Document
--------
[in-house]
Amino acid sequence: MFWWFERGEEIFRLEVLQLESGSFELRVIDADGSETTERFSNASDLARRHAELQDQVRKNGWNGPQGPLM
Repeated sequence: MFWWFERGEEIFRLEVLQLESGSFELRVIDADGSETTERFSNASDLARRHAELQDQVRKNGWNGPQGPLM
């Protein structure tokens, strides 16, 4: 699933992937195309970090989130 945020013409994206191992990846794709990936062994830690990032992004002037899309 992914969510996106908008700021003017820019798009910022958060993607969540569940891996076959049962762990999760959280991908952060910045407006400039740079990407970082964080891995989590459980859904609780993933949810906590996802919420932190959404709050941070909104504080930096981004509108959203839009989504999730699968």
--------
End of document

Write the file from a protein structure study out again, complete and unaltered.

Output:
[in-house]
Amino acid sequence: MFWWFERGEEIFRLEVLQLESGSFELRVIDADGSETTERFSNASDLARRHAELQDQVRKNGWNGPQGPLM
Repeated sequence: MFWWFERGEEIFRLEVLQLESGSFELRVIDADGSETTERFSNASDLARRHAELQDQVRKNGWNGPQGPLM
């Protein structure tokens, strides 16, 4: 699933992937195309970090989130 945020013409994206191992990846794709990936062994830690990032992004002037899309 992914969510996106908008700021003017820019798009910022958060993607969540569940891996076959049962762990999760959280991908952060910045407006400039740079990407970082964080891995989590459980859904609780993933949810906590996802919420932190959404709050941070909104504080930096981004509108959203839009989504999730699968």